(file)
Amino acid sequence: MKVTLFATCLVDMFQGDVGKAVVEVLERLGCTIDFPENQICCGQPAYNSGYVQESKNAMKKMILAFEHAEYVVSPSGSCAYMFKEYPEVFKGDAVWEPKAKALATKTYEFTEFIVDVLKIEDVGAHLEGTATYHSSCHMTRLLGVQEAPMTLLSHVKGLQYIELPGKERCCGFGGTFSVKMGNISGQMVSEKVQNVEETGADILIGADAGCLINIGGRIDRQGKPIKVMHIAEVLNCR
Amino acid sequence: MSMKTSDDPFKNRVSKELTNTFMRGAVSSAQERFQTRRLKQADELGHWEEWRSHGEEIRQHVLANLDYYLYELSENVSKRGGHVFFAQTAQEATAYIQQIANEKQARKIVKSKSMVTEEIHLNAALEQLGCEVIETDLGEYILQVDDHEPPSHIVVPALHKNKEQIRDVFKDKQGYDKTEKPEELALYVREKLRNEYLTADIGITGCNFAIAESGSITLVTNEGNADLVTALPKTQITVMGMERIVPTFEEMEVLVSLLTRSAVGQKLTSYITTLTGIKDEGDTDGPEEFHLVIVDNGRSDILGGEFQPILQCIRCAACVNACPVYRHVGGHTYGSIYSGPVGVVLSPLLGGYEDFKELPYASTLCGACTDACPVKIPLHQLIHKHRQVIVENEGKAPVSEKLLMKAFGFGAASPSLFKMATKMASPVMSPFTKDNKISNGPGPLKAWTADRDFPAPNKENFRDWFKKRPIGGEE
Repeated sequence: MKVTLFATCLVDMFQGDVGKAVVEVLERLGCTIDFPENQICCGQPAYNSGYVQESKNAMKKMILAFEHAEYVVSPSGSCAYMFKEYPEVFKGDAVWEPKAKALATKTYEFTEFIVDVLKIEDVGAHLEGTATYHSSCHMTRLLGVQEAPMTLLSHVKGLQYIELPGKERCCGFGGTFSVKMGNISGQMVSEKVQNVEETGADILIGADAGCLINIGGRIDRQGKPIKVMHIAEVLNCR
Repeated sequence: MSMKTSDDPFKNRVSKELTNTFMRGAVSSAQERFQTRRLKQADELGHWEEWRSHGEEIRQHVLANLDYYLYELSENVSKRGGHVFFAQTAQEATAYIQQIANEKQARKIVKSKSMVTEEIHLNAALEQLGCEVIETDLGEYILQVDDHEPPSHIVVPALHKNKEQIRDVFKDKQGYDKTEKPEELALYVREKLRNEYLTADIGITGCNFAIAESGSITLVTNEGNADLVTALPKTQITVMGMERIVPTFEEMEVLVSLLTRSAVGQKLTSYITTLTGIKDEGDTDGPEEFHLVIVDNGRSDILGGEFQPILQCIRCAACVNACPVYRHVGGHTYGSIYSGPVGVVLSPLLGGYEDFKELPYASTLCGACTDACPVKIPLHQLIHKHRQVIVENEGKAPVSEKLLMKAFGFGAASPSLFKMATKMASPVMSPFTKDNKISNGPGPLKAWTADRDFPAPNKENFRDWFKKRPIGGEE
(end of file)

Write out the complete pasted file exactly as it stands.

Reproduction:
Amino acid sequence: MKVTLFATCLVDMFQGDVGKAVVEVLERLGCTIDFPENQICCGQPAYNSGYVQESKNAMKKMILAFEHAEYVVSPSGSCAYMFKEYPEVFKGDAVWEPKAKALATKTYEFTEFIVDVLKIEDVGAHLEGTATYHSSCHMTRLLGVQEAPMTLLSHVKGLQYIELPGKERCCGFGGTFSVKMGNISGQMVSEKVQNVEETGADILIGADAGCLINIGGRIDRQGKPIKVMHIAEVLNCR
Amino acid sequence: MSMKTSDDPFKNRVSKELTNTFMRGAVSSAQERFQTRRLKQADELGHWEEWRSHGEEIRQHVLANLDYYLYELSENVSKRGGHVFFAQTAQEATAYIQQIANEKQARKIVKSKSMVTEEIHLNAALEQLGCEVIETDLGEYILQVDDHEPPSHIVVPALHKNKEQIRDVFKDKQGYDKTEKPEELALYVREKLRNEYLTADIGITGCNFAIAESGSITLVTNEGNADLVTALPKTQITVMGMERIVPTFEEMEVLVSLLTRSAVGQKLTSYITTLTGIKDEGDTDGPEEFHLVIVDNGRSDILGGEFQPILQCIRCAACVNACPVYRHVGGHTYGSIYSGPVGVVLSPLLGGYEDFKELPYASTLCGACTDACPVKIPLHQLIHKHRQVIVENEGKAPVSEKLLMKAFGFGAASPSLFKMATKMASPVMSPFTKDNKISNGPGPLKAWTADRDFPAPNKENFRDWFKKRPIGGEE
Repeated sequence: MKVTLFATCLVDMFQGDVGKAVVEVLERLGCTIDFPENQICCGQPAYNSGYVQESKNAMKKMILAFEHAEYVVSPSGSCAYMFKEYPEVFKGDAVWEPKAKALATKTYEFTEFIVDVLKIEDVGAHLEGTATYHSSCHMTRLLGVQEAPMTLLSHVKGLQYIELPGKERCCGFGGTFSVKMGNISGQMVSEKVQNVEETGADILIGADAGCLINIGGRIDRQGKPIKVMHIAEVLNCR
Repeated sequence: MSMKTSDDPFKNRVSKELTNTFMRGAVSSAQERFQTRRLKQADELGHWEEWRSHGEEIRQHVLANLDYYLYELSENVSKRGGHVFFAQTAQEATAYIQQIANEKQARKIVKSKSMVTEEIHLNAALEQLGCEVIETDLGEYILQVDDHEPPSHIVVPALHKNKEQIRDVFKDKQGYDKTEKPEELALYVREKLRNEYLTADIGITGCNFAIAESGSITLVTNEGNADLVTALPKTQITVMGMERIVPTFEEMEVLVSLLTRSAVGQKLTSYITTLTGIKDEGDTDGPEEFHLVIVDNGRSDILGGEFQPILQCIRCAACVNACPVYRHVGGHTYGSIYSGPVGVVLSPLLGGYEDFKELPYASTLCGACTDACPVKIPLHQLIHKHRQVIVENEGKAPVSEKLLMKAFGFGAASPSLFKMATKMASPVMSPFTKDNKISNGPGPLKAWTADRDFPAPNKENFRDWFKKRPIGGEE